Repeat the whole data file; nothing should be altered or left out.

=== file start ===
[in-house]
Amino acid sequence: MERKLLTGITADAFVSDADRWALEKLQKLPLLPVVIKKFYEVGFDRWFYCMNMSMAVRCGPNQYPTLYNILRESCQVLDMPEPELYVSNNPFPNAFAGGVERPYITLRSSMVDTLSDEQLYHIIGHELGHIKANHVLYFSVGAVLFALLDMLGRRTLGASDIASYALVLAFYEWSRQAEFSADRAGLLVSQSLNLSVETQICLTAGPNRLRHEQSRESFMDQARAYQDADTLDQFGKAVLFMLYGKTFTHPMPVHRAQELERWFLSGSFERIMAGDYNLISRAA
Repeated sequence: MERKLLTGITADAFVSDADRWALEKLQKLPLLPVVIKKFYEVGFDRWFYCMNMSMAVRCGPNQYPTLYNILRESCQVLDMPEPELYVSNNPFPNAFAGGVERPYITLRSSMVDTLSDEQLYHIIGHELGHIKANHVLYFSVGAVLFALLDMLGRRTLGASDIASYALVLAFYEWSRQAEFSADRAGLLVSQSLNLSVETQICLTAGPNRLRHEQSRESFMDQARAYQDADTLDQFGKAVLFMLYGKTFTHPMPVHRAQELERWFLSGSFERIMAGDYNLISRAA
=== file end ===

[in-house]
Amino acid sequence: MERKLLTGITADAFVSDADRWALEKLQKLPLLPVVIKKFYEVGFDRWFYCMNMSMAVRCGPNQYPTLYNILRESCQVLDMPEPELYVSNNPFPNAFAGGVERPYITLRSSMVDTLSDEQLYHIIGHELGHIKANHVLYFSVGAVLFALLDMLGRRTLGASDIASYALVLAFYEWSRQAEFSADRAGLLVSQSLNLSVETQICLTAGPNRLRHEQSRESFMDQARAYQDADTLDQFGKAVLFMLYGKTFTHPMPVHRAQELERWFLSGSFERIMAGDYNLISRAA
Repeated sequence: MERKLLTGITADAFVSDADRWALEKLQKLPLLPVVIKKFYEVGFDRWFYCMNMSMAVRCGPNQYPTLYNILRESCQVLDMPEPELYVSNNPFPNAFAGGVERPYITLRSSMVDTLSDEQLYHIIGHELGHIKANHVLYFSVGAVLFALLDMLGRRTLGASDIASYALVLAFYEWSRQAEFSADRAGLLVSQSLNLSVETQICLTAGPNRLRHEQSRESFMDQARAYQDADTLDQFGKAVLFMLYGKTFTHPMPVHRAQELERWFLSGSFERIMAGDYNLISRAA